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Knesset Opens with Populist Bills Going Nowhere

Populist legislation, spotlighted by the news media, emerged from the right and left of the governing coalition after the Knesset winter session began, but no dramatic change should be expected.
A general view shows the plenum as Israel's Prime Minister Benjamin Netanyahu speaks at the opening of the winter session of the Knesset, the Israeli parliament, in Jerusalem October 14, 2013. REUTERS/Ronen Zvulun (JERUSALEM - Tags: POLITICS) - RTX14AZT

Since the opening of the Knesset’s winter session last week, Oct. 14, newspaper headlines, news websites, radio and TV talk shows have been full of reports of revolutionary legislative initiatives from the right and left of the coalition.

All these pretentious initiatives have two things in common: The first is populism that is intended to take over the agenda of a government plagued by contradictory interests — a preparation of sorts for the next elections — and the second is that they have little chance of actually passing. In the meantime, everyone benefits: Those proposing the initiatives get huge headlines, and those opposing them get to fight heroically against bills that will never pass.

It started with Minister of Justice Tzipi Livni, who is proposing the initiation of a revolution in the relationship between religion and state in Israel through a series of bills. Livni, who in addition to championing the diplomatic negotiations with the Palestinians is trying to distinguish herself in the Netanyahu government as the leader of the civic-liberal faction, made sure to get the leading headline in Israeli daily Yedioth Ahronoth on Oct. 15, where the public learned about the “secular reforms” of the Justice Minister. According to the report, Livni is promoting a long series of bills on the issue of religion and state, such as a premarital agreement that would reduce the number of people denied a divorce (accorded in Israel solely by religious courts), and the “cohabitation law” which would grant equal rights to couples who cannot be registered to be married at the rabbinate.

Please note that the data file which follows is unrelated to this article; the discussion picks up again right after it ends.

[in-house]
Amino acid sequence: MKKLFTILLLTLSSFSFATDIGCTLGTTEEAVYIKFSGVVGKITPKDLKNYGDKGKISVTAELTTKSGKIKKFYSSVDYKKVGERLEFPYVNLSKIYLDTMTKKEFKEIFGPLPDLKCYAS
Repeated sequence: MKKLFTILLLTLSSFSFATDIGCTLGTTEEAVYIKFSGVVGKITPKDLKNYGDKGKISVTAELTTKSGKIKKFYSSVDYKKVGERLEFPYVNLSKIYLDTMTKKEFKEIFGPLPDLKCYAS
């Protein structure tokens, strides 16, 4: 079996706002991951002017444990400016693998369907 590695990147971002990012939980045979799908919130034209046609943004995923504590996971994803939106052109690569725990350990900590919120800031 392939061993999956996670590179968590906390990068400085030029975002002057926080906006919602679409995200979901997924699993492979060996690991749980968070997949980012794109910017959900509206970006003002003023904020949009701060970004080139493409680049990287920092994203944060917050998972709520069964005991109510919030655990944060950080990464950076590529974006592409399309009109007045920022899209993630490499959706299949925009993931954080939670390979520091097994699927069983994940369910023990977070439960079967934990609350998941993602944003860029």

The ultra-Orthodox protested, of course; Livni was interviewed also in other news outlets, and for a few hours, Israel experienced a “political storm.” Unfortunately, the question of the feasibility of such a reform in the current coalition was missing from the debate. Livni hinted that she has the support of the Yesh Atid party, something that cannot be taken for granted. The party’s chairman, Yair Lapid, has his own civic legislation agenda, and the chance that he’d let Livni drive this agenda in the government is slim.

What about the HaBayit HaYehudi and Likud-Beiteinu parties? Naturally, Livni has no answers, but you don’t have to be a political expert to understand that the chance that this would happen is similar to the chance that HaBayit HaYehudi party Chairman Naftali Bennett would wish Livni good luck in her diplomatic discussions with the Palestinians. And what about Prime Minister Benjamin Netanyahu, who is still contemplating the possibility of including the ultra-Orthodox in the coalition, instead of Lapid or Bennett? The prime minister is still trying to extinguish the fire that broke out over the cancellation of the draft exemptions for rabbinical college students, and it’s hard to believe that he would entangle himself in a plan meant to prop up Livni’s public image.